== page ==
Citation: Journal of Climate 11, 9; 10.1175/1520-0442(1998)011<2376:RFRTPA>2.0.CO;2

Fig. 9.
Fig. 9.

The probability distribution function (PDF; solid line with open circles) and the cumulative probability distribution function (CPDF; dashed line with solid circles) of finescale terrain elevation at the NFAH watershed.

Citation: Journal of Climate 11, 9; 10.1175/1520-0442(1998)011<2376:RFRTPA>2.0.CO;2

Fig. 10.
Fig. 10.

Elevation of the daily mean freezing level at the NFAH watershed for March–May 1995 period. The horizontal dashed line at constant 1900 m indicates the value of model terrain elevation. The other two horizontal solid lines at 2450 m and 450 m indicate the maximum and minimum elevation within the watershed.

Citation: Journal of Climate 11, 9; 10.1175/1520-0442(1998)011<2376:RFRTPA>2.0.CO;2

Fig. 11.
Fig. 11.

The simulated 6-h rainfall (a) and snowfall (b) at the NFAH watershed. The solid (dashed) lines indicate the rainfall and snowfall values simulated without (with) considering the subcatchment-scale elevation variation.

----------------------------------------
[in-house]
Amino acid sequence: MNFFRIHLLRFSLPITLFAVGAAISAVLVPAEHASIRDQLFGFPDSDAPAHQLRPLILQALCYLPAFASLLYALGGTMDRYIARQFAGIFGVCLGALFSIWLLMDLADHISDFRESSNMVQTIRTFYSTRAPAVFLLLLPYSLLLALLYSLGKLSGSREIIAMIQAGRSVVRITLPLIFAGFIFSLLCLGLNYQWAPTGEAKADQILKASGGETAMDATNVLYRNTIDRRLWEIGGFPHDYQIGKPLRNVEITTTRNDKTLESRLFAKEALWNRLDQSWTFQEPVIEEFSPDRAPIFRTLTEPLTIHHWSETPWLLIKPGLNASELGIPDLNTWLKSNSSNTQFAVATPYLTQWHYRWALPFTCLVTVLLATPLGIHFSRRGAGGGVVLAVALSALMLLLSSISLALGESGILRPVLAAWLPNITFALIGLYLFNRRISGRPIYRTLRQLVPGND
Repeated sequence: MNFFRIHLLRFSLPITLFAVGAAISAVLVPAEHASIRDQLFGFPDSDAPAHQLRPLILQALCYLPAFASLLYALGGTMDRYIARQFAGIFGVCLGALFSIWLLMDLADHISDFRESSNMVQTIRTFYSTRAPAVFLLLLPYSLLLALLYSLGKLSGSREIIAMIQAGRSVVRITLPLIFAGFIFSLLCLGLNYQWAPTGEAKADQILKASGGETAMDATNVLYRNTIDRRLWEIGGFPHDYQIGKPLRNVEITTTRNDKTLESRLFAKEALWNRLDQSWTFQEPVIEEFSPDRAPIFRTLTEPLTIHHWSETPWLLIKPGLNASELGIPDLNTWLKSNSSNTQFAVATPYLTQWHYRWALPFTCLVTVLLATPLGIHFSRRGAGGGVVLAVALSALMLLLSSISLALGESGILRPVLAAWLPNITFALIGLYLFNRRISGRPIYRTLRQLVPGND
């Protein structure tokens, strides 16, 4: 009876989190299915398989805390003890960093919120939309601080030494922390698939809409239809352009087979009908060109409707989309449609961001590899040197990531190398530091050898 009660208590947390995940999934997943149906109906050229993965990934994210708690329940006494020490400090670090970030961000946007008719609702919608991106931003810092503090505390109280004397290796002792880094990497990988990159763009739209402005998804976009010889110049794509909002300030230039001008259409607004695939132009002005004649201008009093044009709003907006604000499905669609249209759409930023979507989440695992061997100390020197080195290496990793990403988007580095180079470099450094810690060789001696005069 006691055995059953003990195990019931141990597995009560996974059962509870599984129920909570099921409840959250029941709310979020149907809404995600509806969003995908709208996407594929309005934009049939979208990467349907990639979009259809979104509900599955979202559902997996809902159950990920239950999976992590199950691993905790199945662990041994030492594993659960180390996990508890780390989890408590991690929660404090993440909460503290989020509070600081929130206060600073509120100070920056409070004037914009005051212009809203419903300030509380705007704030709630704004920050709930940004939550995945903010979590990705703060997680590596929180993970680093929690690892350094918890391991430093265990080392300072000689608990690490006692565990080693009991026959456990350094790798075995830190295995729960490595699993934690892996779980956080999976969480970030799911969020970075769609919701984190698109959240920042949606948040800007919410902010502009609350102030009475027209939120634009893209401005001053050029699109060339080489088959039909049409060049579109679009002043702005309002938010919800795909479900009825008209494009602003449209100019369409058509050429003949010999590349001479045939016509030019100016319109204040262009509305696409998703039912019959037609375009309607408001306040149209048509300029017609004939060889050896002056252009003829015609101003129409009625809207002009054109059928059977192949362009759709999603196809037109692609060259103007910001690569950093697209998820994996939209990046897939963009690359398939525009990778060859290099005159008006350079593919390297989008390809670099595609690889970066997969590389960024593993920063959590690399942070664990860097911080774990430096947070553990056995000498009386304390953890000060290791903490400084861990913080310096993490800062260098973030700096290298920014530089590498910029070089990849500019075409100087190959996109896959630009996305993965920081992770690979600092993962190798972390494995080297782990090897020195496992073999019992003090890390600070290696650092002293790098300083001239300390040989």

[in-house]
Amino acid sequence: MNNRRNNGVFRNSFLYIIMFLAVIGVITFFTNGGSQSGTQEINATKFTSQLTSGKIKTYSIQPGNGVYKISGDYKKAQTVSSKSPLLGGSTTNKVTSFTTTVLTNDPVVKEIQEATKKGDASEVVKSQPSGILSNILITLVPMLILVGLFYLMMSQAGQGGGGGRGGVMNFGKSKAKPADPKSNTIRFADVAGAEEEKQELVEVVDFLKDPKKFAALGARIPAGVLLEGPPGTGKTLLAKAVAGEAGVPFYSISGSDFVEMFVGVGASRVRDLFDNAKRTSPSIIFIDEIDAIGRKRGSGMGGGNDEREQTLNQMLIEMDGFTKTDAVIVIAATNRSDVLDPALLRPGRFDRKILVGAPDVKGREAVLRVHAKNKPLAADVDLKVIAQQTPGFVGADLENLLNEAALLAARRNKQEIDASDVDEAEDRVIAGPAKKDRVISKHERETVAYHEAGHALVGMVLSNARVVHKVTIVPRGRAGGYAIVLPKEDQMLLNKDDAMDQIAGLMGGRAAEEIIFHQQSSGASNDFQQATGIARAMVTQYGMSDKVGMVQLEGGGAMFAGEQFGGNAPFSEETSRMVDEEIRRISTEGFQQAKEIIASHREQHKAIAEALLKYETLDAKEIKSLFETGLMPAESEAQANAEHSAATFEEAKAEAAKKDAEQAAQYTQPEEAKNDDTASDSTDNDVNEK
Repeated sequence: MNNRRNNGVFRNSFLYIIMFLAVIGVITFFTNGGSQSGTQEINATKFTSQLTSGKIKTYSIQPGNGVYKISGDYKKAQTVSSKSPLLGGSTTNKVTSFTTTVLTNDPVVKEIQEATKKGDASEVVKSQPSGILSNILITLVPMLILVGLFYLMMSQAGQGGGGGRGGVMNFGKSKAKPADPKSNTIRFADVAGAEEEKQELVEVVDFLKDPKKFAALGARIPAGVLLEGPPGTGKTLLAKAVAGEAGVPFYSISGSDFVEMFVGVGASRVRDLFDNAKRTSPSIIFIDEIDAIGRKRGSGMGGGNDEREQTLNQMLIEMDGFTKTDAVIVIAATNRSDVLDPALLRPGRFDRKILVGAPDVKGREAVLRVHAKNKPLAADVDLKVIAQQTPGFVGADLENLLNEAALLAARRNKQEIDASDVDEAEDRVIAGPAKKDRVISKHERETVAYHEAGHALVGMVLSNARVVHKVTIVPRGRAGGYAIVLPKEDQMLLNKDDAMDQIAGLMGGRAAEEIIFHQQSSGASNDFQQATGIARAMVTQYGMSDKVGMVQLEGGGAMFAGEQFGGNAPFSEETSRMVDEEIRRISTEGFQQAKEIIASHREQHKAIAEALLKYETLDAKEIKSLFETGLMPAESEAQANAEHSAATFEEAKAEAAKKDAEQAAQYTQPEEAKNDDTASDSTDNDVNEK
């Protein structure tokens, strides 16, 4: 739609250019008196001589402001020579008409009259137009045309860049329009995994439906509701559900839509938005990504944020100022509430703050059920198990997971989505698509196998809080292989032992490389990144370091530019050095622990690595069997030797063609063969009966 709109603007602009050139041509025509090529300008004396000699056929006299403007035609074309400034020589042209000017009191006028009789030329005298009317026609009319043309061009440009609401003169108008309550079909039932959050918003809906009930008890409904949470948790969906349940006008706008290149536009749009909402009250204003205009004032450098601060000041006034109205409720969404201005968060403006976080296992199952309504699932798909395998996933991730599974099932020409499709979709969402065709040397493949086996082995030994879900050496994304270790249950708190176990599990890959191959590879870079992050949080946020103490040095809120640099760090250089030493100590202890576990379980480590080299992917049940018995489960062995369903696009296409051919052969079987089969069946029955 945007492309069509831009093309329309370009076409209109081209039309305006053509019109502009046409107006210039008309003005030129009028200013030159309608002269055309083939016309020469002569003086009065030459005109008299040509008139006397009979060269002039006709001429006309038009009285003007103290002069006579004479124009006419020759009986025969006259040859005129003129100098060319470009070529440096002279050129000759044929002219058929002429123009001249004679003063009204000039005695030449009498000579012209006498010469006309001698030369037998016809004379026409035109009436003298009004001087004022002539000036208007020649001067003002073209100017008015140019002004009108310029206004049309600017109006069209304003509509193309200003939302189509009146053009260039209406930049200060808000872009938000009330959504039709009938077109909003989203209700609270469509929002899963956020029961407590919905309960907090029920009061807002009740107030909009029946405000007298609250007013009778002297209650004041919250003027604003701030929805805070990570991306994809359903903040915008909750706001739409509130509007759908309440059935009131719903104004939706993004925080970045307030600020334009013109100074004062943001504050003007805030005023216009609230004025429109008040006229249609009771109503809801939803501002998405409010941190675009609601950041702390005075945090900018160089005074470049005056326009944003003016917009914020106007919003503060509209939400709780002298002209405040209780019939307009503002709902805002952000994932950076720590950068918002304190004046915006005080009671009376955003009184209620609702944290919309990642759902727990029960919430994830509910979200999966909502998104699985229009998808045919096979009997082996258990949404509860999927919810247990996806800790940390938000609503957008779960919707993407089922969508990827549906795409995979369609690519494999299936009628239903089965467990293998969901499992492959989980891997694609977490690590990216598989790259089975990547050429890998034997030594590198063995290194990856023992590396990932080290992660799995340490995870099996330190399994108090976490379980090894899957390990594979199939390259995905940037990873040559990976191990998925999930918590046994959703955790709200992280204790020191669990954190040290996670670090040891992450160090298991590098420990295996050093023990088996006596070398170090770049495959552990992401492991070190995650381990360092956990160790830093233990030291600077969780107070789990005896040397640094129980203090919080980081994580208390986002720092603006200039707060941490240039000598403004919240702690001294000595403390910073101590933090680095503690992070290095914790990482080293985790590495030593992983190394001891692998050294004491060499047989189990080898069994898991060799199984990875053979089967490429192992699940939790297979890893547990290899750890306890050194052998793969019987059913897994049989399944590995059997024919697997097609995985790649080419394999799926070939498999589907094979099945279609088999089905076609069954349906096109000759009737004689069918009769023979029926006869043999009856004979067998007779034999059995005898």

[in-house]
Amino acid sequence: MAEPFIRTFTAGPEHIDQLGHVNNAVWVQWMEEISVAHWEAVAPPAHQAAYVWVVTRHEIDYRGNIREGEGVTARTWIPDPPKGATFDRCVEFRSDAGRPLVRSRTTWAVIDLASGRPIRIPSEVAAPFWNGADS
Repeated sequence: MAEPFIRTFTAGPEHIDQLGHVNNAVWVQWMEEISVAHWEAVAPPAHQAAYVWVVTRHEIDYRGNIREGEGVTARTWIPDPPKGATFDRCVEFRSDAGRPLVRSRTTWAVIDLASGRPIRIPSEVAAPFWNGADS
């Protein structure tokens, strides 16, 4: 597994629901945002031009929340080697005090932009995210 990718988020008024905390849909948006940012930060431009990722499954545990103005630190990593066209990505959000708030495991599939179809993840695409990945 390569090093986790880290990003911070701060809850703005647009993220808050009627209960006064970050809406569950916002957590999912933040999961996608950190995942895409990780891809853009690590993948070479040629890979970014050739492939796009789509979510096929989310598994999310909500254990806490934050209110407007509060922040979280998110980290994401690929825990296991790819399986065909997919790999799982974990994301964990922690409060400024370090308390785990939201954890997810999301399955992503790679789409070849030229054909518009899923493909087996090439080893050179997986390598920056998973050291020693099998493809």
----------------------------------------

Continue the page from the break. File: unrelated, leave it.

Citation: Journal of Climate 11, 9; 10.1175/1520-0442(1998)011<2376:RFRTPA>2.0.CO;2

Table 1.

User-specifiable TOPMODEL parameters used to compute river flow at the Hopland watershed (1994).

Table 1.
Table 2.

Parameters for the RFC and HRC versions of the Sacramento models. Nomenclature follows Bae and Georgakakos (1994).

Table 2.
Save